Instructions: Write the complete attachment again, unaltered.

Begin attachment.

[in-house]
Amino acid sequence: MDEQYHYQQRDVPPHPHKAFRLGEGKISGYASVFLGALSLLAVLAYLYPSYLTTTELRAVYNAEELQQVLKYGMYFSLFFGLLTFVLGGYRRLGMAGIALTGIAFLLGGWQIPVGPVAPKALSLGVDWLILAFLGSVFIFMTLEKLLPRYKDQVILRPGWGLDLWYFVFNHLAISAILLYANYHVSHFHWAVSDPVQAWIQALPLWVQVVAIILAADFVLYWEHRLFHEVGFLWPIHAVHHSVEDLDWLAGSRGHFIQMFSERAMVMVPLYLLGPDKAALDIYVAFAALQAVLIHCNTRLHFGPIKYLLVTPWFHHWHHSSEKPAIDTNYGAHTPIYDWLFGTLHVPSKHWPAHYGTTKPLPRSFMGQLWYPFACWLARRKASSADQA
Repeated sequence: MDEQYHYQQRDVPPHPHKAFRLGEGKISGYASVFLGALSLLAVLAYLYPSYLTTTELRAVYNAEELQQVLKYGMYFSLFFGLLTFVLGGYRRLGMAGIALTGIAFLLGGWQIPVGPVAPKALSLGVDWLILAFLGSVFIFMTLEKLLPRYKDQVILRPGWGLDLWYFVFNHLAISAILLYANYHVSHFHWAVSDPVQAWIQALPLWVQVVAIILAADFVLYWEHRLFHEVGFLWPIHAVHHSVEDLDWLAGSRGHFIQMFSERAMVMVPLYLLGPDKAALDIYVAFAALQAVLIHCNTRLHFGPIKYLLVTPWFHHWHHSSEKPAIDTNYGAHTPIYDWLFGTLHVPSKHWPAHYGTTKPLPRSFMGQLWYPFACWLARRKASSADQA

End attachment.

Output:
[in-house]
Amino acid sequence: MDEQYHYQQRDVPPHPHKAFRLGEGKISGYASVFLGALSLLAVLAYLYPSYLTTTELRAVYNAEELQQVLKYGMYFSLFFGLLTFVLGGYRRLGMAGIALTGIAFLLGGWQIPVGPVAPKALSLGVDWLILAFLGSVFIFMTLEKLLPRYKDQVILRPGWGLDLWYFVFNHLAISAILLYANYHVSHFHWAVSDPVQAWIQALPLWVQVVAIILAADFVLYWEHRLFHEVGFLWPIHAVHHSVEDLDWLAGSRGHFIQMFSERAMVMVPLYLLGPDKAALDIYVAFAALQAVLIHCNTRLHFGPIKYLLVTPWFHHWHHSSEKPAIDTNYGAHTPIYDWLFGTLHVPSKHWPAHYGTTKPLPRSFMGQLWYPFACWLARRKASSADQA
Repeated sequence: MDEQYHYQQRDVPPHPHKAFRLGEGKISGYASVFLGALSLLAVLAYLYPSYLTTTELRAVYNAEELQQVLKYGMYFSLFFGLLTFVLGGYRRLGMAGIALTGIAFLLGGWQIPVGPVAPKALSLGVDWLILAFLGSVFIFMTLEKLLPRYKDQVILRPGWGLDLWYFVFNHLAISAILLYANYHVSHFHWAVSDPVQAWIQALPLWVQVVAIILAADFVLYWEHRLFHEVGFLWPIHAVHHSVEDLDWLAGSRGHFIQMFSERAMVMVPLYLLGPDKAALDIYVAFAALQAVLIHCNTRLHFGPIKYLLVTPWFHHWHHSSEKPAIDTNYGAHTPIYDWLFGTLHVPSKHWPAHYGTTKPLPRSFMGQLWYPFACWLARRKASSADQA